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I'm looking into making charts with D3, and stumbled upon the d3.bisector. However, I don't understand what it is or does from the documentation.

Almost all examples that I find in the web use a Date array, similar to the example in the official documentation:

var data = [
  {date: new Date(2011,  1, 1), value: 0.5},
  {date: new Date(2011,  2, 1), value: 0.6},
  {date: new Date(2011,  3, 1), value: 0.7},
  {date: new Date(2011,  4, 1), value: 0.8}
];

var bisect = d3.bisector(function(d) { return d.date; }).right;

So what does the bisector do, besides picking the date object from the array elements? What does the *.right return?

And is it of any use if I have a simple 1-dimensional array, like var data = [3, 6, 2, 7, 5, 4, 8]?

Thanks for enlightening me.

2 Answers 2

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The underlying idea behind bisect is this:

Consider the array that you mention - var data = [3, 6, 2, 7, 5, 4, 8]

You want to insert a new value let's say 3.5 into data array and want to know how would that 'partition' it. In other words, you want to know what would be the index of 3.5 if it were inserted when data array is sorted.

var data = [3, 6, 2, 7, 5, 4, 8]

//Sorted data

[2, 3, 4, 5, 6, 7, 8]

//You want to insert 3.5


The sorted array after insertion of 3.5 should look something like this:

[2, 3, 3.5, 4, 5, 6, 7, 8]


So the index of 3.5 in the sorted data array is "2".

There are situations where you would want to know how the insertion of that element 'bisects' or 'divides' an array. In that case, you would want to first sort that array and do what we call a Binary Search to find out the correct position for insertion of that element.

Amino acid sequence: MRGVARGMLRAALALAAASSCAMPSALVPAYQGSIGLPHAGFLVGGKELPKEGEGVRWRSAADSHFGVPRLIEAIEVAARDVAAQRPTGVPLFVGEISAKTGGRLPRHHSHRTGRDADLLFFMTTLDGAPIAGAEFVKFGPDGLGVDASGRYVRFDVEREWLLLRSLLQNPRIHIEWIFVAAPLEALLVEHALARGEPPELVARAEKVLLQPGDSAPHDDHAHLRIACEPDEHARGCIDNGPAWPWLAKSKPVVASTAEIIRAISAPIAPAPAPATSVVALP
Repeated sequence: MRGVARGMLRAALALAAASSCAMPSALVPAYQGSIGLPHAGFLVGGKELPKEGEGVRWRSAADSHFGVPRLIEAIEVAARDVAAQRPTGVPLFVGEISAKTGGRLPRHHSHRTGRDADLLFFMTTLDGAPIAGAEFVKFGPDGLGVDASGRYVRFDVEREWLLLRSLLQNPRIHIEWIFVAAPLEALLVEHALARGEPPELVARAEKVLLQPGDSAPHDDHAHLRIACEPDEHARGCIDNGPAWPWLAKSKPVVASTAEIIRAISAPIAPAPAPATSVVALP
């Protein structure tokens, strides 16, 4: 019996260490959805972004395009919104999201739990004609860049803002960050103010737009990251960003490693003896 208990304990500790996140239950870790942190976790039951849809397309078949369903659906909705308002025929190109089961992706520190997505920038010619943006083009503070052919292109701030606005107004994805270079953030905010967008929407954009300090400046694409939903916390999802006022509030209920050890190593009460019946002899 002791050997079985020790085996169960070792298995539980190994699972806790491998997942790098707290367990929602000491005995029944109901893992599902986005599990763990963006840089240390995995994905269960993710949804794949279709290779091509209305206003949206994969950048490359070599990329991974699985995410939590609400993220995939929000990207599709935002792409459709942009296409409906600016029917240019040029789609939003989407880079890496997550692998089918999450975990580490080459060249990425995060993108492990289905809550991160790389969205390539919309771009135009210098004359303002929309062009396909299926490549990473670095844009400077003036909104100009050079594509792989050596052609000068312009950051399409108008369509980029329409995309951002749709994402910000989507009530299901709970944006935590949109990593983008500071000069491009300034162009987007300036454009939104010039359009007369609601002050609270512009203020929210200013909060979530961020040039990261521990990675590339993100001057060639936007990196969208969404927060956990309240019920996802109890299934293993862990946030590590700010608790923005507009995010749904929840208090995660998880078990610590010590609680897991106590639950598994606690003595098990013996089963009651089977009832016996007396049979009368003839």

bisectLeft and bisectRight take care to clarify the anomaly in a situation where you want to enter an element that already exists in the array. Let's say you want to enter another 3 into the array. There are two situations:

3* -> The new element to be entered


[2, 3*, 3, 4, 5, 6, 7, 8] -> entered at "1" (array is still sorted)


[2, 3, 3*, 4, 5, 6, 7, 8] -> entered at "2" (array is still sorted)

So depending upon how we take care of this ambiguity, we can enter that element to the 'left' or 'right' of the already existing element. From the docs (Mark the emphasis):

The returned insertion point i partitions the array into two halves so that all v < x for v in array.slice(lo, i) for the left side and all v >= x for v in array.slice(i, hi) for the right side.

In bisectLeft we get 1 as the suitable index, all the duplicate entries will be on the right of that index and the situation is exactly the opposite in bisecRight.

Now that you know how bisectLeft and bisectRight work, the bisector just allows us to define a custom comparator or accessor function to partition the values or make sense of < and > on objects as well.

So this piece of code:

var bisect = d3.bisector(function(d) { return d.date; }).right;

var bisect = d3.bisector(function(a, b) { return a.date - b.date; }).right;

Just specifies to use the bisectRight option and return a suitable index for the insertion of an element assuming the array is sorted(in ascending order).

So if I were to build up on your example and assume a bisector named bisect. And you did:

bisect(data, 3); //it would return 2.

I hope it clarifies things and gets you started in the right direction.

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5

From the documentation (that you've linked to):

Locate the insertion point for x in array to maintain sorted order.

That's what it does. It tells you where a new element should be inserted to still have a sorted array after that. The array can be any kind of structure, which is why there's an accessor function that allows you to "decompose" this structure for the purposes of searching.

The difference between left and right bisects is where the insertion point is (to the left or right of the closest element) -- whether the array is sorted ascending or descending.

One use case for the bisectors is where you want to highlight the closest data point when moving the mouse over a graph, see e.g. this example.

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